No program can be successful if the people who need it don't know it exists.
Leaders of a relatively new Army program spent the morning of Feb. 25 getting the word out about their program.
"Armies typically take care of their dead, but not the families," said Col. Glenn Kennedy, Fort Gordon's garrison commander, who spoke at a Survivor Outreach Services Coffee Break at Sacred Heart Cultural Center. "The Army wants to do the right thing and take care of the spouses and families. We are not sure where we are going to go with this SOS program."
Those attending the program were a mix of on-post providers as well as those in the community who encounter those who could benefit from the SOS program.
Suzanne Crosby, SOS support coordinator, said among those attending were Tricare providers, representatives from local hospitals, funeral homes and veterans' groups.
Many organizations set up information booths around the center to provide information about their services. After a time of networking, Kennedy spoke to those attending, and Crosby gave an overview of the program's services.
The program benefits those who are survivors of fallen service members or those who died from service-related injuries or complications. Many of those Crosby and her staff have served have come from the Vietnam War.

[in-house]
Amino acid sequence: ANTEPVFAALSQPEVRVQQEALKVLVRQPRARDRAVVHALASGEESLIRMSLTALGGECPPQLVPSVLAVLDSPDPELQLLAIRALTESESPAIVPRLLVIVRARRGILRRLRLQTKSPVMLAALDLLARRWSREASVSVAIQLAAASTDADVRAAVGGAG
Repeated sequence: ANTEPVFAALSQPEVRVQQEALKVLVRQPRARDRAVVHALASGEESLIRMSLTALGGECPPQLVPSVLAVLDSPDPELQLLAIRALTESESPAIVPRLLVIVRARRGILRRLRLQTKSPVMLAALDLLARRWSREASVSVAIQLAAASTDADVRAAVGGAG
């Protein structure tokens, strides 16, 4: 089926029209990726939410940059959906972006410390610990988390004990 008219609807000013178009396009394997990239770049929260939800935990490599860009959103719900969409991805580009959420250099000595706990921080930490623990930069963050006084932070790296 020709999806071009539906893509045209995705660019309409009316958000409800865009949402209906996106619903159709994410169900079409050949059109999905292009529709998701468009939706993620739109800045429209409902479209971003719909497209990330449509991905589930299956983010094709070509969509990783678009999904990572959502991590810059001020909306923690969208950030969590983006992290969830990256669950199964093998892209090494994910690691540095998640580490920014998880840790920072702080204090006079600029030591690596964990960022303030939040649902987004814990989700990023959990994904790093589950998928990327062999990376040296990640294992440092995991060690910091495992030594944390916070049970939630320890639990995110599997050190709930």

An example of a service-related death would be someone who died from exposure to Agent Orange used in Vietnam. To qualify for the military benefits, a service member must have a death certificate specifying service-related death, Crosby said.
Crosby said in the event of a death of an active duty service member, a casualty assistance officer is assigned to the case. This individual has a checklist of items to accomplish. Once that checklist is completed, the officer can close the case.
"What if they have a problem with benefits or need paperwork' They can go to the SOS office," said Crosby. "We are in Room 262 in Darling Hall."
Sometimes, a family will want to distance itself from the military soon after the death; however, members will find a need to get back in touch with the military after a child reaches the age of 18 when benefits change.
The SOS is available then as well.
Kennedy said he was pleased with the turnout for the event.
"You can feel the energy starting to build up," he said. "I think we will see the benefits of this for years to come."